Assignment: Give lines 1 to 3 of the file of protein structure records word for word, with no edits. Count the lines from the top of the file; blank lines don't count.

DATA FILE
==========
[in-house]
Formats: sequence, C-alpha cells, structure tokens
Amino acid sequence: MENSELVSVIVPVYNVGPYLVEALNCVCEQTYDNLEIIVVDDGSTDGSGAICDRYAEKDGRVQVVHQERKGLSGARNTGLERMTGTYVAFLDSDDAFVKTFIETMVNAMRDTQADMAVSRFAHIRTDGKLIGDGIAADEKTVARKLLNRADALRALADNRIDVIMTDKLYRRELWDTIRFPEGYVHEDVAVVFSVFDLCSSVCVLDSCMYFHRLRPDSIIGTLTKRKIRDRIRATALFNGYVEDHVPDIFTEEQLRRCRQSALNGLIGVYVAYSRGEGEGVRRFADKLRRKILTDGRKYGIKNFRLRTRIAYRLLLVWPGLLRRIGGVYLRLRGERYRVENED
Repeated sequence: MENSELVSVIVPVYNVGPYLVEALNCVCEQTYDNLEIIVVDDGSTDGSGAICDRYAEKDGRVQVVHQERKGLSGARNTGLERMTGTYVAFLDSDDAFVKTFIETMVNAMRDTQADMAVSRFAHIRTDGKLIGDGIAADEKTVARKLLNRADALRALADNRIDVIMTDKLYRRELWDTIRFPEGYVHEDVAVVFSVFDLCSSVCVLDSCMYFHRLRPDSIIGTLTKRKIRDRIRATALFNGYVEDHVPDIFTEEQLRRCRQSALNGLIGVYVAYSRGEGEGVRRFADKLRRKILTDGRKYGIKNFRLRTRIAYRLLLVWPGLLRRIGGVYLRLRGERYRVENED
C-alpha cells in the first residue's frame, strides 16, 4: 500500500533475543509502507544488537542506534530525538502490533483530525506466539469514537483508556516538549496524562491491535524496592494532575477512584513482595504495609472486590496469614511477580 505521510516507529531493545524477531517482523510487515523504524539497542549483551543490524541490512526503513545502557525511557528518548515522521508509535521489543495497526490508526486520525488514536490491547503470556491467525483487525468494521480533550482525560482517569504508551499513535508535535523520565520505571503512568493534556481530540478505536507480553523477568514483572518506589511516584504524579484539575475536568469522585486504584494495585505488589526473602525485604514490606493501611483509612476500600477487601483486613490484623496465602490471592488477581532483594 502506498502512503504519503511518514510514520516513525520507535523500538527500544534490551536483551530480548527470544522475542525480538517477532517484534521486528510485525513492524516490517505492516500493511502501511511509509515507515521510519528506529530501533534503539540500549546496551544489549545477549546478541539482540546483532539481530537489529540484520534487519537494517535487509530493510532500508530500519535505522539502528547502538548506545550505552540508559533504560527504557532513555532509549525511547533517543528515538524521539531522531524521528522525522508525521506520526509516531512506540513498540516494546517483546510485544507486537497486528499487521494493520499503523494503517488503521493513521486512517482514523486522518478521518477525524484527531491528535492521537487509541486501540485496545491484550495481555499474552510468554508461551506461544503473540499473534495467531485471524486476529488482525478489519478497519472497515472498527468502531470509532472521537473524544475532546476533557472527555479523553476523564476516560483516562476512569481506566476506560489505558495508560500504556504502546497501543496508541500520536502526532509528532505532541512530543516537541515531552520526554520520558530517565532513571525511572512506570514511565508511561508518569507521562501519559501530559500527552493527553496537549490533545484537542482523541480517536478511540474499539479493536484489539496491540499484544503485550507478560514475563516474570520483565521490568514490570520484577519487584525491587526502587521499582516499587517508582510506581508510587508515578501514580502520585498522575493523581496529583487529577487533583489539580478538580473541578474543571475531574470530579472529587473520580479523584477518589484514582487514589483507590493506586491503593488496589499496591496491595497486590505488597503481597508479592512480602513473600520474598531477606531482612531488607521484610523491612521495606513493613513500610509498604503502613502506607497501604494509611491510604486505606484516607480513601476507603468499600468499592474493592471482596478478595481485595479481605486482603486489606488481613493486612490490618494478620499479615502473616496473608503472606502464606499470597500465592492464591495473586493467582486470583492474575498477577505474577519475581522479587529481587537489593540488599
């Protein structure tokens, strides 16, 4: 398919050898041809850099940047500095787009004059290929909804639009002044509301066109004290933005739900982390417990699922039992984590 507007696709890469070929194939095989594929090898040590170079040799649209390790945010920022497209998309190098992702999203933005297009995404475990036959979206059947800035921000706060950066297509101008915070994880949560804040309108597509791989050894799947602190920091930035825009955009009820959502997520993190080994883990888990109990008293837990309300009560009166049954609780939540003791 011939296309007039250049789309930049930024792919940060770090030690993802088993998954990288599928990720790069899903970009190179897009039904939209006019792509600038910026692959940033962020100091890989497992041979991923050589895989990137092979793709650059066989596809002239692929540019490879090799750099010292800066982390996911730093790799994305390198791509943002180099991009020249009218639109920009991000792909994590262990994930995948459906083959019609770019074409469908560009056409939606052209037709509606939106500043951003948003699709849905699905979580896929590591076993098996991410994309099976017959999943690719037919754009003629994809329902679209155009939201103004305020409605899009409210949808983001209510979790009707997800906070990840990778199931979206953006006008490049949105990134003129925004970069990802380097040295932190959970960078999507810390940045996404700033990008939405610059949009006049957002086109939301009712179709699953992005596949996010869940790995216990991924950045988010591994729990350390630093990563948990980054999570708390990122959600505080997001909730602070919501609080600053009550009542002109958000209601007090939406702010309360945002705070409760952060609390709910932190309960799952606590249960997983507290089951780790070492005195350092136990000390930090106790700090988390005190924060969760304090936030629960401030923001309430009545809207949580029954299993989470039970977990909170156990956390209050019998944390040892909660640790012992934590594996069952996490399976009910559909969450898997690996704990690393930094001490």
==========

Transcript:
[in-house]
Formats: sequence, C-alpha cells, structure tokens
Amino acid sequence: MENSELVSVIVPVYNVGPYLVEALNCVCEQTYDNLEIIVVDDGSTDGSGAICDRYAEKDGRVQVVHQERKGLSGARNTGLERMTGTYVAFLDSDDAFVKTFIETMVNAMRDTQADMAVSRFAHIRTDGKLIGDGIAADEKTVARKLLNRADALRALADNRIDVIMTDKLYRRELWDTIRFPEGYVHEDVAVVFSVFDLCSSVCVLDSCMYFHRLRPDSIIGTLTKRKIRDRIRATALFNGYVEDHVPDIFTEEQLRRCRQSALNGLIGVYVAYSRGEGEGVRRFADKLRRKILTDGRKYGIKNFRLRTRIAYRLLLVWPGLLRRIGGVYLRLRGERYRVENED